One aspect of PM2.5 that makes it so dangerous is that the particles are small enough to bypass many of the body’s natural defense mechanisms, making it capable of harming not only the lungs but heart, brain and other organs. Researchers have found chronic health effects[2] and acute health effects[3] with no apparent lower bound. This means that the healthiest option will always be to reduce exposure as much as possible. In other words, there is no such thing as an ideal level of this pollutant.

But for all we’ve learned over the decades about the impacts of air pollution, the universal truth is that there are identifiable populations who bear disproportionate risks from exposure to air pollution. Across the 12-county Pittsburgh-New Castle-Weirton area, there are over 39,000 children with asthma; 229,000 adults with asthma; 161,000 people with chronic obstructive pulmonary disease (COPD); 205,000 people with cardiovascular disease; 283,000 people living with low incomes; and 367,000 people of color.[4]

Not only environmental justice but basic human decency demands we take action. Fortunately, there are actions we can take today to improve our region’s air quality and help protect the health of those who are impacted by it:

First, we need to listen to and amplify the voices of people who are regularly subjected to ongoing pollution events—putting regional leaders on notice that they must do more to improve our air quality.

Second, we need officials at the federal level to set more health-protective standards for PM2.5. A clear consensus of evidence[5],[6] points to the benefits of reducing emissions of fine particle pollution—doing so could save thousands of lives and reduce the pollution burden on our most vulnerable friends and neighbors.

Third, we must make common-sense changes to ensure the local rules protecting public health from corporate polluters are as strong as possible. We’re talking about coke oven regulations that will stop unintentional leaks of harmful emissions. We’re talking about rules to address temperature inversions (when a layer of cold air and pollution from local sources is trapped by a layer of warmer air) that exacerbate pollution events. We’re talking about permitting fees that appropriately fund enforcement and compliance work and fines for violations in amounts that drive polluters to fix and maintain their facilities or close them.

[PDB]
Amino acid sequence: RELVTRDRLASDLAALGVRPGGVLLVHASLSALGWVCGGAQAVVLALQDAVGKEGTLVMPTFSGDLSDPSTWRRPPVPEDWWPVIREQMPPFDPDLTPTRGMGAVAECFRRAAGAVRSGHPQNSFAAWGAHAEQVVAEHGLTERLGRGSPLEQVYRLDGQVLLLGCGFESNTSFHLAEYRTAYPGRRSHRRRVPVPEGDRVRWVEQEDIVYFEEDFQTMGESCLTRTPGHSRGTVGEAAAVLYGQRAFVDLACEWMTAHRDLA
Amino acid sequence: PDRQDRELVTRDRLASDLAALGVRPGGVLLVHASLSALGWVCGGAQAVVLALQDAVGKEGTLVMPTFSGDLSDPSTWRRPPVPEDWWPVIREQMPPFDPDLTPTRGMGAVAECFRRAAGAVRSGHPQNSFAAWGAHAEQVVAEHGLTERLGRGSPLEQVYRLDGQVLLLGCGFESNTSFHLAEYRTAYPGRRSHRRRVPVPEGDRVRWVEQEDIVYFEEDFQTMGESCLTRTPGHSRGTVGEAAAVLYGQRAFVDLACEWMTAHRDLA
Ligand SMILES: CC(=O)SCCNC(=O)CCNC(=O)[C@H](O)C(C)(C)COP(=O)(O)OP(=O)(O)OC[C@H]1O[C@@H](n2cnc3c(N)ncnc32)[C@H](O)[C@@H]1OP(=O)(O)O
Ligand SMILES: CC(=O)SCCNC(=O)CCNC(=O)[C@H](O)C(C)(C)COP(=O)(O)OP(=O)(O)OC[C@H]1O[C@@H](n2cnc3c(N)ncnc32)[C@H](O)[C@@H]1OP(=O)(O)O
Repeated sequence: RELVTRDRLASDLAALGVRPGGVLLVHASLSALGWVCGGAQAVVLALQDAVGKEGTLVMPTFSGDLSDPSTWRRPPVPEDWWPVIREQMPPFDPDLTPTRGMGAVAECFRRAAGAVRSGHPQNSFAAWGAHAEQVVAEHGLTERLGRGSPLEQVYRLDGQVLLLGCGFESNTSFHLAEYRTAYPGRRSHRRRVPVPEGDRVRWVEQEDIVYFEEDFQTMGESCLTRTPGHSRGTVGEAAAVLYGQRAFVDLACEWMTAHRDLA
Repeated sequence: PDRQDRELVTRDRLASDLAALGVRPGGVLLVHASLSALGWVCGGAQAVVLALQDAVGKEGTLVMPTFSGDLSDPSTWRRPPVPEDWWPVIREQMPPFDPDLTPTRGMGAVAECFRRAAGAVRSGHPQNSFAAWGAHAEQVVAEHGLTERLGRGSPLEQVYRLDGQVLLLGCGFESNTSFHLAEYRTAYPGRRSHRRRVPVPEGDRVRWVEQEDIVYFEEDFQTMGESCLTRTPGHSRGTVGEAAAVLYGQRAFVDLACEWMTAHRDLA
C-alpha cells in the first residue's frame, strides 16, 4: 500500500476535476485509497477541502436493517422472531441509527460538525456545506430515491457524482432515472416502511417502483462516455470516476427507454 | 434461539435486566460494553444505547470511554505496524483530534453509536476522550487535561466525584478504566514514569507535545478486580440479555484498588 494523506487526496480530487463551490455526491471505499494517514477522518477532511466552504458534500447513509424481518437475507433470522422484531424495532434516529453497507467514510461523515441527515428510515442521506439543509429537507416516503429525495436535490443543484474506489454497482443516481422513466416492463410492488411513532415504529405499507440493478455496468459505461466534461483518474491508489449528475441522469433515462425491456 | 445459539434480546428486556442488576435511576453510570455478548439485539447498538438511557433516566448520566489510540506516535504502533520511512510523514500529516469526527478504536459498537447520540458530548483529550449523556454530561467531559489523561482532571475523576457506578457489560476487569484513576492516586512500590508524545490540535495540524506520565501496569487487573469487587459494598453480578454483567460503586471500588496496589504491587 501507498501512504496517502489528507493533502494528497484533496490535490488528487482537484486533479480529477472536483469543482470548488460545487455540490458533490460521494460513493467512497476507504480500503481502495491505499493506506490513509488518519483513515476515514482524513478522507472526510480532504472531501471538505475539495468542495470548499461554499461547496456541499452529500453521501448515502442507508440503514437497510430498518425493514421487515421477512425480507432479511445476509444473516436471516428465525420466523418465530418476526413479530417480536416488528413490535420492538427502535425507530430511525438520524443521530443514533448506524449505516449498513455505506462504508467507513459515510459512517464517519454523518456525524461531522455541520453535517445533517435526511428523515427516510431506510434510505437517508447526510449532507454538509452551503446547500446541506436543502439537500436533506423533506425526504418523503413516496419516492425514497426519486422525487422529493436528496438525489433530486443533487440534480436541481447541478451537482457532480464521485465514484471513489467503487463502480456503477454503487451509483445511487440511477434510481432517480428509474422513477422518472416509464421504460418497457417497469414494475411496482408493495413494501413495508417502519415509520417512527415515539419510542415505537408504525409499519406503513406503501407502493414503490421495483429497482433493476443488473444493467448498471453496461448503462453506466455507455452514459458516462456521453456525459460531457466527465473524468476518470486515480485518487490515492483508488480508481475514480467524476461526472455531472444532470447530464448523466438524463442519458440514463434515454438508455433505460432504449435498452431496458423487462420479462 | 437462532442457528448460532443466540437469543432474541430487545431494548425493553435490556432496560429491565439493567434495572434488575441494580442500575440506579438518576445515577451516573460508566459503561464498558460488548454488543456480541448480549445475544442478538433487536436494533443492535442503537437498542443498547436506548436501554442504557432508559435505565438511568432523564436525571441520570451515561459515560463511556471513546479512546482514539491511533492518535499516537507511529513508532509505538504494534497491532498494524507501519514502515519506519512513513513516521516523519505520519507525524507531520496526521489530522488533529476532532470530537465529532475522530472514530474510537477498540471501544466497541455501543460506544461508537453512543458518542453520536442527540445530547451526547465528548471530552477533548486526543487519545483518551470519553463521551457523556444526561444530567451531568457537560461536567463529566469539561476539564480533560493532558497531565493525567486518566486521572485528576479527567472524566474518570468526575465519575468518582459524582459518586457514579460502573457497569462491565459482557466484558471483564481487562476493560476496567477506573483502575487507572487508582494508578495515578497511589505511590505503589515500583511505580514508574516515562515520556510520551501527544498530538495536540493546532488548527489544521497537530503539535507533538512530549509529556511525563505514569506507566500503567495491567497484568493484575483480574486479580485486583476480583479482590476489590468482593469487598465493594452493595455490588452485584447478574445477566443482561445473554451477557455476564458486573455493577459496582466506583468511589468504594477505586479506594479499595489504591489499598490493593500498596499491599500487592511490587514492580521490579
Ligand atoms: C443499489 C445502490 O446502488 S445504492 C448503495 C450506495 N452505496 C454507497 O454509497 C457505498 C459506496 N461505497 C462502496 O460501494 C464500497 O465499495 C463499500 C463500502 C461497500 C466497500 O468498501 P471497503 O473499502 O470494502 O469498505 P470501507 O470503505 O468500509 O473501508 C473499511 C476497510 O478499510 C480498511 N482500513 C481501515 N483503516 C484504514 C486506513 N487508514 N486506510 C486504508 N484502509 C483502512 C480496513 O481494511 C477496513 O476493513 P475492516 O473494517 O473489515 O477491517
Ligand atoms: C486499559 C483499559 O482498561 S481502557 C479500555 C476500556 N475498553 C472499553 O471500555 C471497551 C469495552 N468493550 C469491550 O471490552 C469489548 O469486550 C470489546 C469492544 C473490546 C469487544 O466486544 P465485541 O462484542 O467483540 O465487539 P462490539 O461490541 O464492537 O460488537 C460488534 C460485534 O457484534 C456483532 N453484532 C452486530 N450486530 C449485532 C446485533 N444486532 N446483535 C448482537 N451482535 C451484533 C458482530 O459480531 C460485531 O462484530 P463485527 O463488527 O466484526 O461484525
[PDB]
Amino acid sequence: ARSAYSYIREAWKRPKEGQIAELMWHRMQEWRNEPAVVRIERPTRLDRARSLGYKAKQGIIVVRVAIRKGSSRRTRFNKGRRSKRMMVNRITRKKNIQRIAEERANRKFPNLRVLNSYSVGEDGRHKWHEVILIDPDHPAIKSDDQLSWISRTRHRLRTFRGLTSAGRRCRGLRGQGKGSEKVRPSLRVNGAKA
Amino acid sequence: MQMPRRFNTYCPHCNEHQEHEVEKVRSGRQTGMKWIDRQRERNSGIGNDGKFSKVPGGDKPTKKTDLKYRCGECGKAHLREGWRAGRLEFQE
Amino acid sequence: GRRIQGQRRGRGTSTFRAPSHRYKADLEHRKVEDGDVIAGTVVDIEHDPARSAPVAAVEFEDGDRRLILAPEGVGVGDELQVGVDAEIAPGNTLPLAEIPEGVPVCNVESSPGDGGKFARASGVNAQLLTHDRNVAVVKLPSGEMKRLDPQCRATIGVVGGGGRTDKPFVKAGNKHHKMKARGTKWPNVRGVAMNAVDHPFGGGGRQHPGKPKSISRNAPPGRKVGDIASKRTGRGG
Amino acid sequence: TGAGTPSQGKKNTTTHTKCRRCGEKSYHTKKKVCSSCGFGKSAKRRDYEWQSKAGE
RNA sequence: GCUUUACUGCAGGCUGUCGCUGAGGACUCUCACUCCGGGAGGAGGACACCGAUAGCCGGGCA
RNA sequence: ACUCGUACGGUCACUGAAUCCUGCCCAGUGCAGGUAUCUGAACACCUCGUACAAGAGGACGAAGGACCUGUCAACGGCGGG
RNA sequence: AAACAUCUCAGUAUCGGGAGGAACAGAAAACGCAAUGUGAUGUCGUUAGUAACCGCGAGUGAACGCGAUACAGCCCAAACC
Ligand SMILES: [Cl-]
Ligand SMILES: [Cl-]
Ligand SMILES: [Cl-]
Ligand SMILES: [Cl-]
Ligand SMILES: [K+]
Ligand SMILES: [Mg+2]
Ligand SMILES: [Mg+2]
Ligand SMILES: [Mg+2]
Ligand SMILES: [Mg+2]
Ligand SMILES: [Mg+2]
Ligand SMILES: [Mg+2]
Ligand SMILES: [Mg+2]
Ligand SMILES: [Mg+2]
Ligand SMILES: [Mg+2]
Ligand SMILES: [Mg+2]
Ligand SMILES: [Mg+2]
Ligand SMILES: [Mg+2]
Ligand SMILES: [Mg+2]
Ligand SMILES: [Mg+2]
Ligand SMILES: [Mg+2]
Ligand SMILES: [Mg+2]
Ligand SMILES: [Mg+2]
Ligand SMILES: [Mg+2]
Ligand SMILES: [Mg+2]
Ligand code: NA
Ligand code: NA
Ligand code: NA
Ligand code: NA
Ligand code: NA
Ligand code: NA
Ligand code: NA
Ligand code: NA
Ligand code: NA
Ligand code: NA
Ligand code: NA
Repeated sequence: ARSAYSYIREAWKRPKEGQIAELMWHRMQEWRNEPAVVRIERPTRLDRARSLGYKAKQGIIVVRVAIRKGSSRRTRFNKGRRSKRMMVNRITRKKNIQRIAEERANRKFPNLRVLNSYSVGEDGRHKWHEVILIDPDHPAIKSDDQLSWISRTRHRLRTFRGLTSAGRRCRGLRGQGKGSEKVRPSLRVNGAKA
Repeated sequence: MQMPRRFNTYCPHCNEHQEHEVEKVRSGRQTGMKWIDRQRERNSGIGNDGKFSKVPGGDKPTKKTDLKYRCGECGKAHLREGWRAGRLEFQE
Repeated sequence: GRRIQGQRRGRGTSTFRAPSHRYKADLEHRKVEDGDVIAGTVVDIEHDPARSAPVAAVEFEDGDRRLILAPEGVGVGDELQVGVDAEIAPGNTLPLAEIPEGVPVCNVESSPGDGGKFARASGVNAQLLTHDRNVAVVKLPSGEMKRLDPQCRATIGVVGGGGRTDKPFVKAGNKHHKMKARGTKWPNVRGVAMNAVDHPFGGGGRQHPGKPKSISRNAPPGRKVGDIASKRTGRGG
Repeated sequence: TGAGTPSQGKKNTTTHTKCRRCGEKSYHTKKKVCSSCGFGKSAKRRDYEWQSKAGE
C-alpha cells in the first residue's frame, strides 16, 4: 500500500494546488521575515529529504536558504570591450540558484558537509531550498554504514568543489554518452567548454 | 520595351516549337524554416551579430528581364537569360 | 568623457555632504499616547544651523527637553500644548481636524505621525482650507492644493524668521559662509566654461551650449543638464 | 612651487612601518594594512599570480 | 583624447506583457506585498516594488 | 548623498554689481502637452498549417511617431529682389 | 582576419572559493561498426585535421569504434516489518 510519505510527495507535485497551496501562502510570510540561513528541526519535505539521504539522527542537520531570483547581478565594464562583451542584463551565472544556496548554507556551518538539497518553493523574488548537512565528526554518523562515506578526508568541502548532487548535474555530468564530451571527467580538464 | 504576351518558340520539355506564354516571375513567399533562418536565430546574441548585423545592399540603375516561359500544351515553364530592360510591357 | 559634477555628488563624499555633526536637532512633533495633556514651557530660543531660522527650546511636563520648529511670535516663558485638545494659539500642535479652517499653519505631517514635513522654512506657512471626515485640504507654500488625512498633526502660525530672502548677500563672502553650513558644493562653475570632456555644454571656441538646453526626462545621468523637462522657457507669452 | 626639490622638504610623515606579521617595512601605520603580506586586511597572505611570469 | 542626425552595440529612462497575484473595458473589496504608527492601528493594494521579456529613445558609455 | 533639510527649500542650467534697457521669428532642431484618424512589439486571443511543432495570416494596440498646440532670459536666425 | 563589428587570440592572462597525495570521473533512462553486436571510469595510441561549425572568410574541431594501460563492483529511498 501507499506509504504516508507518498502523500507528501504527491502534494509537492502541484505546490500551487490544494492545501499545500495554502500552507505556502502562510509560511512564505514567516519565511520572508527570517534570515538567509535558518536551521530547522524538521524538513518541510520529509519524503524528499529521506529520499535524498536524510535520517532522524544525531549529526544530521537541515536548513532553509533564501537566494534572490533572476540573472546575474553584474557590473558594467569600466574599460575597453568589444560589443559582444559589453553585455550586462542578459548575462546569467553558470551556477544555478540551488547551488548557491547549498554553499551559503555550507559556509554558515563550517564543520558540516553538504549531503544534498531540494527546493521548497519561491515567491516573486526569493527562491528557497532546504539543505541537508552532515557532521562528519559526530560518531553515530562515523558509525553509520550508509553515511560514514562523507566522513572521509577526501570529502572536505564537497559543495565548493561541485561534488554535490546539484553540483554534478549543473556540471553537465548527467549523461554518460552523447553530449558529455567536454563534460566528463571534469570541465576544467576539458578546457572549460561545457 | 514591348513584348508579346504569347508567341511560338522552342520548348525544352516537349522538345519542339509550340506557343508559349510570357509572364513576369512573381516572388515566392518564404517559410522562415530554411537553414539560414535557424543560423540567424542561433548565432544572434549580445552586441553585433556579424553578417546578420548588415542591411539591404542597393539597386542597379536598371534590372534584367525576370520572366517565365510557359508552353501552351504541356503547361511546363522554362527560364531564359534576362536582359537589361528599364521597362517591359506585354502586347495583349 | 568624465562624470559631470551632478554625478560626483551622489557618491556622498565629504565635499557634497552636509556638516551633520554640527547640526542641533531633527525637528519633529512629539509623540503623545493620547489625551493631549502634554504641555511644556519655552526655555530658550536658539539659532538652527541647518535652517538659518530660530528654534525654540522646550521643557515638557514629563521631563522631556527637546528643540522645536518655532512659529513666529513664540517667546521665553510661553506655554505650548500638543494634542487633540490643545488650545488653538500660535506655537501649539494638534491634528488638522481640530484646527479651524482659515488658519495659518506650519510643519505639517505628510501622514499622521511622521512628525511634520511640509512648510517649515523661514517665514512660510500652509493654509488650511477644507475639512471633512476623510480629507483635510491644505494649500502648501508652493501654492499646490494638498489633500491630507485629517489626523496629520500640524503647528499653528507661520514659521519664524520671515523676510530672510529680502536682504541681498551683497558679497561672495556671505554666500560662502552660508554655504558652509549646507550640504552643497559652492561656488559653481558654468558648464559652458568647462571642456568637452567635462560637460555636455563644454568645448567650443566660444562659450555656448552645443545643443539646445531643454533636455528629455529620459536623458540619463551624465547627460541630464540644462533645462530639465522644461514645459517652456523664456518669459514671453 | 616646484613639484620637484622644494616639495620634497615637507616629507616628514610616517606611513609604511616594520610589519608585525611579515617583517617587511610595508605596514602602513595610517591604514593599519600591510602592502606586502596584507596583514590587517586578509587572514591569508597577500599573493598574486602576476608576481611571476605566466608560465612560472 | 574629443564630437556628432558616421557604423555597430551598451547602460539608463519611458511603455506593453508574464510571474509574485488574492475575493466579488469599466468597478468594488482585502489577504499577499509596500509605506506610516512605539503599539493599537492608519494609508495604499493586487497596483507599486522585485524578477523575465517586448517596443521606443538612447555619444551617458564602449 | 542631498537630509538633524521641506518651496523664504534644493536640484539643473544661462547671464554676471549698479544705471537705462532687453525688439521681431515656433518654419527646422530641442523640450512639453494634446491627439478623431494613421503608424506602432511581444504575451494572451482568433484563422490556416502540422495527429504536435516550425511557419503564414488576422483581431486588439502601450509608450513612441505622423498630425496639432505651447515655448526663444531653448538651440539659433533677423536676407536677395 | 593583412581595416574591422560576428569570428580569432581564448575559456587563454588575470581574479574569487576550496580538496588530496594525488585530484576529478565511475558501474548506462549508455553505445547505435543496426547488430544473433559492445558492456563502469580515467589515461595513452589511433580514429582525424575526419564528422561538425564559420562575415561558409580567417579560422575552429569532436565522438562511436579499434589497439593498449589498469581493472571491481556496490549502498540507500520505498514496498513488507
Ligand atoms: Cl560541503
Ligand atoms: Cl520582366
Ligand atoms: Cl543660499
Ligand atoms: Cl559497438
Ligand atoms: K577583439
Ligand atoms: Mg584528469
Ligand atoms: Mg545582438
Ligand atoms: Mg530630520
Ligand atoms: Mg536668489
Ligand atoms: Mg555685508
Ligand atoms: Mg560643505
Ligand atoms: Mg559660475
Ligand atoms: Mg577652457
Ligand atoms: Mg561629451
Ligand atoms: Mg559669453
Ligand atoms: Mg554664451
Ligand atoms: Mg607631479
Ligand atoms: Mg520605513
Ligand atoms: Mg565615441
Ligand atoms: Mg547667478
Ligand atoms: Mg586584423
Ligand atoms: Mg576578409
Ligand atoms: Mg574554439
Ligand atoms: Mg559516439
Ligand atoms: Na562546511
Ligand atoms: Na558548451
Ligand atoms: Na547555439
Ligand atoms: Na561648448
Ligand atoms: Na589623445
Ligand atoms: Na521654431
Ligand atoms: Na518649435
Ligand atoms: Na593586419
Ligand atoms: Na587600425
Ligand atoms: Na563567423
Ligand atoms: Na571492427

Finally, in addition to increasing official air pollution monitoring, decision-makers must evolve with the times so that they assess information stemming from new, reliable and informative sources of technology already being used by citizen scientists. This technology includes low-cost sensors; apps for reporting smell events; cameras providing emissions data; and data dashboards that illustrate pollution events when they occur.

We’ll never know the full toll our Smoky City days took on the health of so many local residents. But we know so much more now, and ignoring these risks, especially to those most vulnerable among us, will be a shame on our region and country.


  1. Deborah A. Gentile, Tricia Morphew, Jennifer Elliott, Albert A. Presto & David P. Skoner (2020), “Asthma prevalence and control among schoolchildren residing near outdoor air pollution sites,” Journal of Asthma, DOI: 10.1080/02770903.2020.1840584.
  2. Cohen, Brauer, et al, “Estimates and 25-year trends of the global burden of disease attributable to ambient air pollution: an analysis of data from the Global Burden of Diseases Study 2015,” Lancet 2017; 389: 1907–18.
  3. Schwartz et al, “The Concentration Response Relation between PM 2.5 and Daily Deaths,” Environ Health Perspect. 2002 Oct; 110(10): 1025–1029.
  4. ALA SOTA 2021, Available online:, accessed 04/23/2021.
  5. 85 FR 24094, pp. 24117-24118.
  6. U.S. EPA. Policy Assessment for the Review of the National Ambient Air Quality Standards for Particulate Matter, January 2020. EPA-452/R-20-002.